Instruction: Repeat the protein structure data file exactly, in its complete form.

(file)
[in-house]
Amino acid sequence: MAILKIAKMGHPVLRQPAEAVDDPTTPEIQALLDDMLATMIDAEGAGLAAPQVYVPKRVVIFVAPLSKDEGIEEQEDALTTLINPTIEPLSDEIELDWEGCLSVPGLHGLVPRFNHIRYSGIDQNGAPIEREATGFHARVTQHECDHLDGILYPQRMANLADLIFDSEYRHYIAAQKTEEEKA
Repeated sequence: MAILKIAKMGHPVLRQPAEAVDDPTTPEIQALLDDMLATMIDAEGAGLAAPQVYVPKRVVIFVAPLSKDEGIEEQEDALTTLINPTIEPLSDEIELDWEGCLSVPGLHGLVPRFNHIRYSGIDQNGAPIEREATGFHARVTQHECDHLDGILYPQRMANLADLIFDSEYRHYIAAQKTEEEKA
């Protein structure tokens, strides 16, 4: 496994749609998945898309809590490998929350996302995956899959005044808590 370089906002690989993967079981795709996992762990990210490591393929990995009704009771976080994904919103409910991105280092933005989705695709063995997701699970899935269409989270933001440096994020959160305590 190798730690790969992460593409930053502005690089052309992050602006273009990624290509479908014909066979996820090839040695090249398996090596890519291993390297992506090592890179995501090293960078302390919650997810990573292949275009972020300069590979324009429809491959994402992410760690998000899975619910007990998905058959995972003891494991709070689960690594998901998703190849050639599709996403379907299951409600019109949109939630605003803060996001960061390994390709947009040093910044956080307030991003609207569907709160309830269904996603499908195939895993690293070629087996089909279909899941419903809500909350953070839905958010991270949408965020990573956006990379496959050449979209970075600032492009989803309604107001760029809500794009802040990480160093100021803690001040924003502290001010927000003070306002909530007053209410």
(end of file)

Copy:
[in-house]
Amino acid sequence: MAILKIAKMGHPVLRQPAEAVDDPTTPEIQALLDDMLATMIDAEGAGLAAPQVYVPKRVVIFVAPLSKDEGIEEQEDALTTLINPTIEPLSDEIELDWEGCLSVPGLHGLVPRFNHIRYSGIDQNGAPIEREATGFHARVTQHECDHLDGILYPQRMANLADLIFDSEYRHYIAAQKTEEEKA
Repeated sequence: MAILKIAKMGHPVLRQPAEAVDDPTTPEIQALLDDMLATMIDAEGAGLAAPQVYVPKRVVIFVAPLSKDEGIEEQEDALTTLINPTIEPLSDEIELDWEGCLSVPGLHGLVPRFNHIRYSGIDQNGAPIEREATGFHARVTQHECDHLDGILYPQRMANLADLIFDSEYRHYIAAQKTEEEKA
């Protein structure tokens, strides 16, 4: 496994749609998945898309809590490998929350996302995956899959005044808590 370089906002690989993967079981795709996992762990990210490591393929990995009704009771976080994904919103409910991105280092933005989705695709063995997701699970899935269409989270933001440096994020959160305590 190798730690790969992460593409930053502005690089052309992050602006273009990624290509479908014909066979996820090839040695090249398996090596890519291993390297992506090592890179995501090293960078302390919650997810990573292949275009972020300069590979324009429809491959994402992410760690998000899975619910007990998905058959995972003891494991709070689960690594998901998703190849050639599709996403379907299951409600019109949109939630605003803060996001960061390994390709947009040093910044956080307030991003609207569907709160309830269904996603499908195939895993690293070629087996089909279909899941419903809500909350953070839905958010991270949408965020990573956006990379496959050449979209970075600032492009989803309604107001760029809500794009802040990480160093100021803690001040924003502290001010927000003070306002909530007053209410």